In September 2007, Attorney General Cuomo subpoenaed the executives of Xcel and four other major energy companies for information on whether disclosures to investors in filings with the SEC adequately described the companies’ financial risks related to their emissions of global warming pollution. The Attorney General issued subpoenas under New York State’s Martin Act, a 1921 state securities law that grants the Attorney General broad powers to access the financial records of businesses. In addition to Xcel Energy, the companies that received subpoenas were AES Corporation, Dominion Resources, Dynegy, and Peabody Energy. The Attorney General’s investigation of the remaining companies is ongoing.

Cuomo continued, “I will continue to fight for increased transparency and full disclosure of global warming financial risks to investors. Selectively revealing favorable facts or intentionally concealing unfavorable information about climate change is misleading and must be stopped.”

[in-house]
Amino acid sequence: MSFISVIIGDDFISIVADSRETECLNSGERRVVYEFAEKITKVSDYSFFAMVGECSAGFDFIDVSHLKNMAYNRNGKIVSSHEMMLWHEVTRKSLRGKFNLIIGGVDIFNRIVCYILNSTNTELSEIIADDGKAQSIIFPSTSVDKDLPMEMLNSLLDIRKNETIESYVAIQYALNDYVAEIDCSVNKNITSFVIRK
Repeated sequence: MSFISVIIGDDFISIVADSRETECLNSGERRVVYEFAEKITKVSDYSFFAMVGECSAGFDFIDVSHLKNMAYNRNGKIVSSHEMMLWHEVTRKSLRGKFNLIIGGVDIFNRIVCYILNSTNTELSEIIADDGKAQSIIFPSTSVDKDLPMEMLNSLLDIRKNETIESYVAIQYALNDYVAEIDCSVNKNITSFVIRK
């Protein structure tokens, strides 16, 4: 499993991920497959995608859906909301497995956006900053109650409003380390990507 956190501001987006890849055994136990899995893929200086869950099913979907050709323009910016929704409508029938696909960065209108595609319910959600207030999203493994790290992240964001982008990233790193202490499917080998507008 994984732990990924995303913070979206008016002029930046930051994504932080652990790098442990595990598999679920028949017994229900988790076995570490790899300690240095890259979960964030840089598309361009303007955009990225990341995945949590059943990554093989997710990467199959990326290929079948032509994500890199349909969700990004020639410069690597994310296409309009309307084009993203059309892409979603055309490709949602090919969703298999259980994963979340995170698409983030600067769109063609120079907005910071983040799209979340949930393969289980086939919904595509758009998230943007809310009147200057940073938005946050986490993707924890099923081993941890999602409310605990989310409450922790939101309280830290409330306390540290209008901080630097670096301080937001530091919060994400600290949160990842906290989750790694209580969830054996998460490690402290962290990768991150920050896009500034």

The Attorney General petitioned the SEC last year to require better corporate disclosure of climate-related risks in securities filings. The petition was coordinated by Ceres, a national coalition of investors and environmental groups. It is supported by more than $6 trillion of investors, including the treasurers and comptrollers from New York, California, Florida, Maryland, Rhode Island and five additional states, and the nation’s largest public pension funds, CalPERS and CalSTRS. The petition remains pending with the SEC.